Sharing comes up a lot at our house.

Whatever it is, one kid always wants what the other one has…it’s a given; sharing snacks and toys is an everyday thing. But did you know that the act of sharing snacks and toys is a perfectly, wonderful way that your preschooler, and even your toddler, is exposed to the basics of division?

The act of divvying up items between children is a great way to introduce the concept of sharing tasks, or forming fair shares. Sharing tasks are an important basis for learning about division and fractional parts of a whole.

So many adults grow up with a fear of math. Where does this fear originate? Could it be the way we present the ideas of math to young children? Do we presume that math is too difficult to explore with preschoolers? Toddlers? Babies?

Math is everywhere; it’s all around us. Imagine…It’s a hot day. You have two popsicles. You have two children. Even the youngest children are able to grasp that this means that each child gets one popsicle.

The simple experience of sharing two popsicles between two children is division. 2 popsicles divided by 2 children = 1 popsicle each. Your children are doing division, and you had no idea!

And they may not know it either, until you begin verbalizing what is happening.

**By talking about math in a normal and fluid manner as children encounter it, children have the opportunity to become aware of naturally occurring math experiences in their everyday lives. **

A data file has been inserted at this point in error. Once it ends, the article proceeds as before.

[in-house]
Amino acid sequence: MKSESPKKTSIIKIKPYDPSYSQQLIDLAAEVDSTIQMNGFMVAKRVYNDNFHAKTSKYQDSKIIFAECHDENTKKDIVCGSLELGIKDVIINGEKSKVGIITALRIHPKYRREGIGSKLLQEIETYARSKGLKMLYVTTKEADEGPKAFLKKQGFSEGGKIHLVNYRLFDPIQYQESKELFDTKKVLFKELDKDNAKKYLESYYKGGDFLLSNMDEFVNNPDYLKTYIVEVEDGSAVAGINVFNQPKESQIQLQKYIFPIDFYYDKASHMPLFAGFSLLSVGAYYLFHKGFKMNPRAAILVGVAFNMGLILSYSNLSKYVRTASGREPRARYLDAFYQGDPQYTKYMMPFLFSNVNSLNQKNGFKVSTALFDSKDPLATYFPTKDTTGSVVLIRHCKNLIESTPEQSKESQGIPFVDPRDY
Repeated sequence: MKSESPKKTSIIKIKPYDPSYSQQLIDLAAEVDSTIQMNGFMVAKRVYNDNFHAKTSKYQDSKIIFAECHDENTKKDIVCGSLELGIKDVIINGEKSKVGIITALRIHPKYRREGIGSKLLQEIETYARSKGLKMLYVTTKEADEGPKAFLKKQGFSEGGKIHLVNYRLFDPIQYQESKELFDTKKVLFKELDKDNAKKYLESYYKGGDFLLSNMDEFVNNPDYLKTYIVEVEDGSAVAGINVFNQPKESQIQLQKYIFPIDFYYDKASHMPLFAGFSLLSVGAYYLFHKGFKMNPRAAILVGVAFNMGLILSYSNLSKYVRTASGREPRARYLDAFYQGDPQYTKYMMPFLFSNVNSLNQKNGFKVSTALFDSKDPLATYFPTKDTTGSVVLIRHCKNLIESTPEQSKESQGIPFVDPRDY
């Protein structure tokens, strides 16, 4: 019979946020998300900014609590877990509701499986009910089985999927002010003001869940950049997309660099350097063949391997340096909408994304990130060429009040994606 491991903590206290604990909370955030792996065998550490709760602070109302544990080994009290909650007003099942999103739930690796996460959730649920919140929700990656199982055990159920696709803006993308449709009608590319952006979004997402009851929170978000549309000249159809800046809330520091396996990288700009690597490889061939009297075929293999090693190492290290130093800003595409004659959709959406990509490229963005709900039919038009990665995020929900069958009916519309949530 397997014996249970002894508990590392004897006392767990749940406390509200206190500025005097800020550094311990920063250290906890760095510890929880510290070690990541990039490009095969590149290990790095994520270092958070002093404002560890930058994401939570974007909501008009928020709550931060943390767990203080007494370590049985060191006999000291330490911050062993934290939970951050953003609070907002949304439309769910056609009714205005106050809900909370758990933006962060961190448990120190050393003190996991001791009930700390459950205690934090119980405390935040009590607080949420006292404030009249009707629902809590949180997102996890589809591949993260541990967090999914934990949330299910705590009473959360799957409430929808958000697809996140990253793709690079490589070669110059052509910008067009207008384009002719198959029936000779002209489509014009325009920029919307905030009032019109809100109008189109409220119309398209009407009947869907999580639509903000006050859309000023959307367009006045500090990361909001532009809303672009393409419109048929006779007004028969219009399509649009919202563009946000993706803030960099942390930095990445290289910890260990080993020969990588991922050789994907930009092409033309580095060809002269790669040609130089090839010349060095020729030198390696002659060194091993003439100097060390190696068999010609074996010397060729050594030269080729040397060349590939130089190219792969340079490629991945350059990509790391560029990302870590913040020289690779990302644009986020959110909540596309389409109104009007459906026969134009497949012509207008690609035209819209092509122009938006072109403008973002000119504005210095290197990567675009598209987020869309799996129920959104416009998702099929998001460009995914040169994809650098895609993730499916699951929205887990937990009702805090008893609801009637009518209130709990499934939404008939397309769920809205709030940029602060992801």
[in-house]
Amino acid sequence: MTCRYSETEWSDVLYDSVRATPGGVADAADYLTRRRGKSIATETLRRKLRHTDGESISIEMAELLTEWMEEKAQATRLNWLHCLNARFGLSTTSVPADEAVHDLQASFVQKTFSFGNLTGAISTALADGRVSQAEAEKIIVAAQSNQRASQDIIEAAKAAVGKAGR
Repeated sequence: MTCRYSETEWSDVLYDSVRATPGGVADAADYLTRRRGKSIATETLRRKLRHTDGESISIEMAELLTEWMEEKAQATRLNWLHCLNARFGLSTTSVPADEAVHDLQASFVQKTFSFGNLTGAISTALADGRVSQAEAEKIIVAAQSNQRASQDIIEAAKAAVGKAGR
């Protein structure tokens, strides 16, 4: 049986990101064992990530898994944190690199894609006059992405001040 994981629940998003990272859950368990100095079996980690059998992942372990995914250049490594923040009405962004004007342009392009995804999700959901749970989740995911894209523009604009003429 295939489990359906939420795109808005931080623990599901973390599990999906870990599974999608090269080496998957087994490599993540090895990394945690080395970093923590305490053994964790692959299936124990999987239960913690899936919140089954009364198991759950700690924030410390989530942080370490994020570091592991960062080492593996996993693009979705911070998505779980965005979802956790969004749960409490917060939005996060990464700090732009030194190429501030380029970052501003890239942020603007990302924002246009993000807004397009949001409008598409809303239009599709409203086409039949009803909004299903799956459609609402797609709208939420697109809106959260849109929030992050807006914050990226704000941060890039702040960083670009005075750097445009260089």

So how can you verbalize math experiences to encourage your child’s understanding of naturally occurring math problems? Try this. Get three pieces of candy to split between three people (or two if is just the two of you at your house).

Before it is snatched out of your hands and devoured (my son can eat candy faster than anyone I have ever met), go over how many pieces of candy you have. Narrate the experience to your children: *Okay, how many pieces of licorice do we have? Three? How can we split the candy up so that everyone gets a piece? Three pieces of candy and we each get one. One for me. One for you. One for brother. We had three and we divided it by the three of us and we each got one!*

That’s it. There is no need for fancy language and you don’t need to write it down. It may sound overly basic or common sense knowledge, but this is the kind of talk that gets little ones thinking about the role of numbers in their lives (number awareness) and gives them a sense of math problem solving.

Preschoolers who are ready can begin experimenting with dividing numbers other than one. For instance, the other day we were playing with our counting bears. If we have three bears, it is obvious to my preschooler that we each get one. But what if we had twelve colored bears to share between the three of us? How do we share the bears so that we all get the same amount?

My preschooler began by just randomly guessing how many would go on each plate. He would put some bears on a plate, count them, and shift them around. He was determined and eventually came to a point where he had four on each plate, but it took him awhile.